Half of Workers Lose Income Due to CCP Virus, Poll Suggests

By Ivan Pentchoukov
Ivan Pentchoukov
Ivan Pentchoukov
Ivan is the national editor of The Epoch Times. He has reported for The Epoch Times on a variety of topics since 2011.
April 2, 2020Updated: April 2, 2020

Roughly half of American workers say they or someone in their household has lost income due to the CCP virus pandemic, according to a poll by The Associated Press-NORC Center for Public Affairs Research.

Americans with low incomes and those without a college degree are especially likely to have lost a job, the poll suggests.

The income losses likely contributed to a reversal in the perception of the economy. Six in 10 poll respondents say the economy is now “poor,” compared to nearly 7 in 10 who said it was “good” in January.

The U.S. economy is in a temporary standstill unprecedented in modern history. The majority of businesses are shuttered as workers stay home to do their part in helping slow the spread of the CCP (Chinese Communist Party) virus, also known as the novel coronavirus.

The markets have reacted to weeks of increasingly bleak news and forecasts about the toll of the pandemic. The United States reported more than 5,700 deaths as of April 2. The White House estimates that as many as 240,000 people may die from COVID-19 before the pandemic is extinguished.

The income losses stem from pay cuts, reduced hours, unpaid time off, and layoffs. Nearly a quarter of respondents who were working before the outbreak say either they or a member of their household lost jobs.

“It’s terrible and it’s going to get worse,” said Bill Ardren, 75, a retired community college vice president from Minnesota. “The stock market is down. Unemployment is up. Stores are shutting down. I don’t see any bright lights in the economy right now.”

A record 6.6 million Americans applied for jobless benefits last week, double the record set during the prior week. Analysts estimate that up to 20 million jobs may be lost by summertime.

Samantha Lafitte, 30, of Moody, Texas, was furloughed from her job as a nurse at a gastro clinic. She will still draw some pay over the next two weeks, meaning that she and her husband have some time before the pressure begins.

“But in three weeks, I won’t be paid anything,” said Lafitte, the mother of two children, 2 and 11. “It does put on a financial strain.”

Despite COVID-19’s pocketbook impact on millions of Americans, as well as their overall pessimism about the economy, the poll found majorities remain confident about their personal finances—as well as President Donald Trump’s handling of the economy.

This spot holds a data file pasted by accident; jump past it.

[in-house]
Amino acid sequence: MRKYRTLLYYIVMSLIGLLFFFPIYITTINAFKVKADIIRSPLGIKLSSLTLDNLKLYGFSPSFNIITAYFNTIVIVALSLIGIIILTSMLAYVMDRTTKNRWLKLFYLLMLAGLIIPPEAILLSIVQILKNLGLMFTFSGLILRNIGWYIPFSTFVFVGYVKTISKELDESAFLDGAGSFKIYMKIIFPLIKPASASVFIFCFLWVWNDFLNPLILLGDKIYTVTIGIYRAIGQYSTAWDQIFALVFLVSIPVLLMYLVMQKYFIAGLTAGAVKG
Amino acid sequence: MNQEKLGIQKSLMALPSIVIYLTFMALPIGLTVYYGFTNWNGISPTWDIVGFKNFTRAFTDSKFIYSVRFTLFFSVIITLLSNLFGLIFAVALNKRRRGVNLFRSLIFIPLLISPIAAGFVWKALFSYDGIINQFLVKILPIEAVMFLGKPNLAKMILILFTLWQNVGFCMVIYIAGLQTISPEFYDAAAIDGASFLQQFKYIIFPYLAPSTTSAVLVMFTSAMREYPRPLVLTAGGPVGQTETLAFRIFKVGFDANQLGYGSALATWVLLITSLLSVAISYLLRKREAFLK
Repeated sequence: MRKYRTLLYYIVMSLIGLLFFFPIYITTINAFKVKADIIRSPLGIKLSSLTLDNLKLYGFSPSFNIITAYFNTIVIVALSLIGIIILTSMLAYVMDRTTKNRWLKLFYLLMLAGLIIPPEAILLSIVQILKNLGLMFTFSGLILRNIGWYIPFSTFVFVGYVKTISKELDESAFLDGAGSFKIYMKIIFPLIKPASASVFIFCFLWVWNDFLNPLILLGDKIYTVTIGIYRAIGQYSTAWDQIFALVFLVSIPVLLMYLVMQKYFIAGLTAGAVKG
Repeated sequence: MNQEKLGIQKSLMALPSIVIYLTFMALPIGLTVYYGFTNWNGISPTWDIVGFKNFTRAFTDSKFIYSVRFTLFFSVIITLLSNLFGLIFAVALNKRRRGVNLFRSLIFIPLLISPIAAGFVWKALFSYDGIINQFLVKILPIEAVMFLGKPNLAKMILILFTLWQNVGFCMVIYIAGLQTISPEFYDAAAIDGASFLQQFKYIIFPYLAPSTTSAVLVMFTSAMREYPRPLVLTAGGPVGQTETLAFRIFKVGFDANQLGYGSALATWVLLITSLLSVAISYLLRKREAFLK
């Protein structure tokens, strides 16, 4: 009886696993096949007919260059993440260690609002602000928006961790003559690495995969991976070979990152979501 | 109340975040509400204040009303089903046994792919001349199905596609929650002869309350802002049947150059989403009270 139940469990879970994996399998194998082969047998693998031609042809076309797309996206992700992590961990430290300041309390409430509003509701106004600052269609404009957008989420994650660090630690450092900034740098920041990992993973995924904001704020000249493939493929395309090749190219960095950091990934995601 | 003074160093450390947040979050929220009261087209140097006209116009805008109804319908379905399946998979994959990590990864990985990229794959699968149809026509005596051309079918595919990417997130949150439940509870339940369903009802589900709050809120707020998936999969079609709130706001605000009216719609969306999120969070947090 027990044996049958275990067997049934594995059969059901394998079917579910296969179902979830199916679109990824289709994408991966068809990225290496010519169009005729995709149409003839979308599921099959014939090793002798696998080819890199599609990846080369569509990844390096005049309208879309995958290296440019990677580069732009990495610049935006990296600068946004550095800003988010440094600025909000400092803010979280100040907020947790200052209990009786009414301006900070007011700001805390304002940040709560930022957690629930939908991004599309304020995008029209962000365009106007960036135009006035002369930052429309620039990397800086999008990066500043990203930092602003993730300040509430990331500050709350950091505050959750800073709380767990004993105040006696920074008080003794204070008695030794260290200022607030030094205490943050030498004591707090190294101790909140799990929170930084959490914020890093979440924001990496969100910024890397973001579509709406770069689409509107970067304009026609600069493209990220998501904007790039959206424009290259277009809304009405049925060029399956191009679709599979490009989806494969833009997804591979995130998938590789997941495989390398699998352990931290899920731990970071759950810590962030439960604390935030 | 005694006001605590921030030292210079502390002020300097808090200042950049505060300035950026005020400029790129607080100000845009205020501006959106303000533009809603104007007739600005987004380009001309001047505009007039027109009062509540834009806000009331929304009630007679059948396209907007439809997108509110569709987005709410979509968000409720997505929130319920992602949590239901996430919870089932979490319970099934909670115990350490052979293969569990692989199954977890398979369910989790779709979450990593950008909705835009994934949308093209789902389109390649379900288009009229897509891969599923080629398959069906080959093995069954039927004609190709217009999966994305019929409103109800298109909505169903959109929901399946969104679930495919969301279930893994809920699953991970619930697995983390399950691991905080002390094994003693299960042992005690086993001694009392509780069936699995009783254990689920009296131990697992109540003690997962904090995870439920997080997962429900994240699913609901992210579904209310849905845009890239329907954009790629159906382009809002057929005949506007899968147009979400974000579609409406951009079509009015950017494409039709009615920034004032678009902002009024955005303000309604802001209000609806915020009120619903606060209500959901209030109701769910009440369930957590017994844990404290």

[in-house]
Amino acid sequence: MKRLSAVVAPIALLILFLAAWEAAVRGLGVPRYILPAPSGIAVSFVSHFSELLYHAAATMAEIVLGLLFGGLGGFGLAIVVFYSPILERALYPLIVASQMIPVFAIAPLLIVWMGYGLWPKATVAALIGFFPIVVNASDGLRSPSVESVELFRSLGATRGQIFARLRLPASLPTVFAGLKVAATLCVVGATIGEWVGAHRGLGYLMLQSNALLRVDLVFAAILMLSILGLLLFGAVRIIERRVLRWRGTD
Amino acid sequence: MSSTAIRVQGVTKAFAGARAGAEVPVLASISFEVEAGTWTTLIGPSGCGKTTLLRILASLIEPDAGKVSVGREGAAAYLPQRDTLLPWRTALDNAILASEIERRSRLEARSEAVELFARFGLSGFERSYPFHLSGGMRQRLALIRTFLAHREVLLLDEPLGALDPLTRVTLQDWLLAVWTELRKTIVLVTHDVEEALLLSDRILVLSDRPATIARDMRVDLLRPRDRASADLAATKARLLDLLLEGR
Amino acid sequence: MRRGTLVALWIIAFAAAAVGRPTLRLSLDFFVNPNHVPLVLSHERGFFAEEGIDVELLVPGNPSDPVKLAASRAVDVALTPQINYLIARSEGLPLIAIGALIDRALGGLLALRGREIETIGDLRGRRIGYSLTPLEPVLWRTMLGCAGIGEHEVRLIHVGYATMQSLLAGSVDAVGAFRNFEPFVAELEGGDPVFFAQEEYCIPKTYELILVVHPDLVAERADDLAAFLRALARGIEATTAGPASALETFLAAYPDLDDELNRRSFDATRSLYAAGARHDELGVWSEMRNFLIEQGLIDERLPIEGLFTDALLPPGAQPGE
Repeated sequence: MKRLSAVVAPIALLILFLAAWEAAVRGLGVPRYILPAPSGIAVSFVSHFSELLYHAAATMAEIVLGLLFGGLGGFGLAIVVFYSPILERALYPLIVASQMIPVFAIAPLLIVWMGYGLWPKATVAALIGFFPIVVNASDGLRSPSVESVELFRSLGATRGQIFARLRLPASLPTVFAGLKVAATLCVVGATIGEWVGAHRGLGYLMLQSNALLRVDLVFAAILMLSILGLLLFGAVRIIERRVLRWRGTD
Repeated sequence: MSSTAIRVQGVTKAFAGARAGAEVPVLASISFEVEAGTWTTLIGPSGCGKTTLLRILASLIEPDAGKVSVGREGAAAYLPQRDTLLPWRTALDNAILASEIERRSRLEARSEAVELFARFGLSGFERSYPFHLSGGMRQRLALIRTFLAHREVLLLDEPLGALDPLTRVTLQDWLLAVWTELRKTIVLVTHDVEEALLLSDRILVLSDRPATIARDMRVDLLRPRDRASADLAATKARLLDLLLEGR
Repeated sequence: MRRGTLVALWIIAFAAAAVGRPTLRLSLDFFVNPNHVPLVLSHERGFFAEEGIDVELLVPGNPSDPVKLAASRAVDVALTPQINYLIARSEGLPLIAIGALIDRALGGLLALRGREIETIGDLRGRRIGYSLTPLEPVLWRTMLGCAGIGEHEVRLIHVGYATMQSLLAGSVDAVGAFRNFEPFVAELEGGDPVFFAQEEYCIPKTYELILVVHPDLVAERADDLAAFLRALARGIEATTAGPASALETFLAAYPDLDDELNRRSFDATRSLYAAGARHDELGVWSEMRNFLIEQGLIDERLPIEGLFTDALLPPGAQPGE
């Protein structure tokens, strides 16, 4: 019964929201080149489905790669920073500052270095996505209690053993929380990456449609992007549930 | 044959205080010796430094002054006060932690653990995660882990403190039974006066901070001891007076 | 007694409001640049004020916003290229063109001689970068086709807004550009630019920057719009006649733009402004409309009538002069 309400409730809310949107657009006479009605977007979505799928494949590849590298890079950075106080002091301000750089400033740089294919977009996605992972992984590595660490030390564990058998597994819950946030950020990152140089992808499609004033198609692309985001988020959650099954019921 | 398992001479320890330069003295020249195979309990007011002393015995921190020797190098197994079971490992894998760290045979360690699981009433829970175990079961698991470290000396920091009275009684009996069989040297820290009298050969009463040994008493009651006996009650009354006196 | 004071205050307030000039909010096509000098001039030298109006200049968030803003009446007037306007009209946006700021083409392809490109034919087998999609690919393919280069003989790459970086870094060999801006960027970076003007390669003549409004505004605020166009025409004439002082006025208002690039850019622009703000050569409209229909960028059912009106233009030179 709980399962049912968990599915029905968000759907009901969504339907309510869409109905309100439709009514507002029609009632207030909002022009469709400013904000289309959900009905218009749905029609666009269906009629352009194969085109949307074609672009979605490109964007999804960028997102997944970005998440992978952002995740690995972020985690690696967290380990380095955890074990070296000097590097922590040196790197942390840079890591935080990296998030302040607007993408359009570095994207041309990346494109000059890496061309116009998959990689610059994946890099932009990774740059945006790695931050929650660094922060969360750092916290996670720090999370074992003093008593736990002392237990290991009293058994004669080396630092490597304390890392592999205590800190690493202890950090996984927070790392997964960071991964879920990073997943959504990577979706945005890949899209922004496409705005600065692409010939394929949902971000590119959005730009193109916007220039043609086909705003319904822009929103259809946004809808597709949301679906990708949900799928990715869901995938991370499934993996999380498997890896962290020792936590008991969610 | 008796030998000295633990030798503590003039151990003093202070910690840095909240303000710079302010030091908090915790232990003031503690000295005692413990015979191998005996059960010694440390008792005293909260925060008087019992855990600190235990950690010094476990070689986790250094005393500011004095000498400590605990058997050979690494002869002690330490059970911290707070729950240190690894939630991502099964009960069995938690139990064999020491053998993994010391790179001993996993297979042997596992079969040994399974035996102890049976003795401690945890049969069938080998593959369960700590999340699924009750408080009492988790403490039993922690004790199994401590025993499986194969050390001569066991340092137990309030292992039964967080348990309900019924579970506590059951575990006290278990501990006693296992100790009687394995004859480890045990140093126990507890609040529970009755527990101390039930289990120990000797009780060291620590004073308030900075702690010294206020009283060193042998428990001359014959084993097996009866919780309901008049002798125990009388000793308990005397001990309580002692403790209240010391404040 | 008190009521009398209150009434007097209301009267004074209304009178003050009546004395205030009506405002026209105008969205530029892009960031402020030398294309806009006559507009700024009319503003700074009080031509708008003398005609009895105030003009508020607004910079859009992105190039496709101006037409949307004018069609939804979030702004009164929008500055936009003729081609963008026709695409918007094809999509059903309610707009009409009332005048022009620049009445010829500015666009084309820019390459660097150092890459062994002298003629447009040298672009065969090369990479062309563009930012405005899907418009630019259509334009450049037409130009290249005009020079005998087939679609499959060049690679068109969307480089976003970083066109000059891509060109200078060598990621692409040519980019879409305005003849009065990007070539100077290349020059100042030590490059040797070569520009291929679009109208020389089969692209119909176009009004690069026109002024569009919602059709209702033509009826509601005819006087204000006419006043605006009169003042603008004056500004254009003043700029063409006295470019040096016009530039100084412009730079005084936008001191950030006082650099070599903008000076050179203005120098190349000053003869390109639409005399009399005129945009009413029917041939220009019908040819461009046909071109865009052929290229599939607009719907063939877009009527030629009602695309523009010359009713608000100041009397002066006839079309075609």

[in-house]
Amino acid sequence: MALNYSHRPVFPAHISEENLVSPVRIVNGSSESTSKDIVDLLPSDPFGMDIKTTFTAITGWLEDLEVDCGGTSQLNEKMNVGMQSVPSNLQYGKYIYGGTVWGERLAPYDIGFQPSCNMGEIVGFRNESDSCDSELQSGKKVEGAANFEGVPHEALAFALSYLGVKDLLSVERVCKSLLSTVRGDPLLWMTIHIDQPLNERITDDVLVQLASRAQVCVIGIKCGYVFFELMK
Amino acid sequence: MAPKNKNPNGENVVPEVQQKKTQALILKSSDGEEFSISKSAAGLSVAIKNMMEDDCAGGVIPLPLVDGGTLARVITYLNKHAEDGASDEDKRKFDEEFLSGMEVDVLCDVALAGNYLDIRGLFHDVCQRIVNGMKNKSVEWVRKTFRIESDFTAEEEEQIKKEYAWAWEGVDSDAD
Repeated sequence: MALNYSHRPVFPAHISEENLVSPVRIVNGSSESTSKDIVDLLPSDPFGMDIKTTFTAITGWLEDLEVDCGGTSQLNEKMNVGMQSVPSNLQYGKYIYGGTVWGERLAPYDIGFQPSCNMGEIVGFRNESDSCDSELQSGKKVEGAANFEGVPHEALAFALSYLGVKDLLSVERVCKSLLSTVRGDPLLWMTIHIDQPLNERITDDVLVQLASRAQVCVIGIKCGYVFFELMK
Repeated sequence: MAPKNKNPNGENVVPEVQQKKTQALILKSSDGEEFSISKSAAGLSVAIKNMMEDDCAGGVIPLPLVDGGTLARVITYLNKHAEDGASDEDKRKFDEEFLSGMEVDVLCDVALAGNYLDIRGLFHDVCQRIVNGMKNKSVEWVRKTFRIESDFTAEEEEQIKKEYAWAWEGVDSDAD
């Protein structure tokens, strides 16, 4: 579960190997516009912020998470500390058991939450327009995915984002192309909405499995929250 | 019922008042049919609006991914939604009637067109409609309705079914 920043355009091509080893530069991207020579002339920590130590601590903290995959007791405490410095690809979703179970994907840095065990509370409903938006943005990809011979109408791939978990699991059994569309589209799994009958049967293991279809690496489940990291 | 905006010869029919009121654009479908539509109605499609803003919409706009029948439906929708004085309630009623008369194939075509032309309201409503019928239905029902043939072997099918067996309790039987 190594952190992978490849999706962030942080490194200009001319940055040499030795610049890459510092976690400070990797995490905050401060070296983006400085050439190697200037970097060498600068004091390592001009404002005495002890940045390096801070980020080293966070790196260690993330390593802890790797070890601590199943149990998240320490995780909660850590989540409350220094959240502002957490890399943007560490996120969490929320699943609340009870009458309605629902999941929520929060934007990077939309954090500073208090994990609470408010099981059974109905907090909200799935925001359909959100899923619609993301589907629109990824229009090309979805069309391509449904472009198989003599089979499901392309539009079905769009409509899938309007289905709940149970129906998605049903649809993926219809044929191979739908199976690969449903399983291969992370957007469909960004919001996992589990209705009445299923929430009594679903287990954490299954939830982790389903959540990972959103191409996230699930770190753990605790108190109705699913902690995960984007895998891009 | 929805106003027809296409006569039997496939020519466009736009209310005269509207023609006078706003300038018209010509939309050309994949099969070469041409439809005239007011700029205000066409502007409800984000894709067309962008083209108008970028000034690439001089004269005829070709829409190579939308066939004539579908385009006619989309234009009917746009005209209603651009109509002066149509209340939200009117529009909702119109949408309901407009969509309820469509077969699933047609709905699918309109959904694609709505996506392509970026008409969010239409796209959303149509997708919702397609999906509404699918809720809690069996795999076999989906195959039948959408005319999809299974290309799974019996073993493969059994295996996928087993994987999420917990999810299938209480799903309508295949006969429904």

“We’re at a bump in the road right now,” said Chip McEwen, 64, who worked in financial services and drives a charter bus in his semi-retirement in Montgomery, Alabama. “If the COVID-19 weren’t here, we would be rocking and rolling.”

The number of Americans who say their financial situation is good is down only slightly to 62 percent from 67 percent in January. Americans are twice as likely to believe their financial situation will improve than that it will get worse.

Opinions about the economy are still shaped by political beliefs, but most Americans still feel confident in Trump’s economic leadership. The president received a 56 percent approval rating on the economy, significantly higher than his overall approval rating of 43 percent, the AP poll found.

An average of major polls maintained by RealClearPolitics showed Trump’s overall job approval at nearly 48 percent on April 2, a record high.

Ross Turner, a 75-year-old surveyor and engineer from Spanish Fork, Utah, thinks Trump has done “pretty well” in dealing with the economy and keeping the public informed. He’s inclined to vote for the president in November, after having not backed him in 2016.

“The idea of having a daily briefing—they’re trying to be transparent about things,” Turner said.

Nick Macrina, 29, was let go last month from his job as a server at El Cortijo in Burlington, Vermont. He’s been told the job should return in May. The added unemployment benefits should help as he continues to study to be an herbal clinician. But a lot will depend on how long the downturn lasts.

“It’s helpful that we’re at least getting something for support,” he said. “But is it enough? It’s hard to say.”

The Associated Press contributed to this report.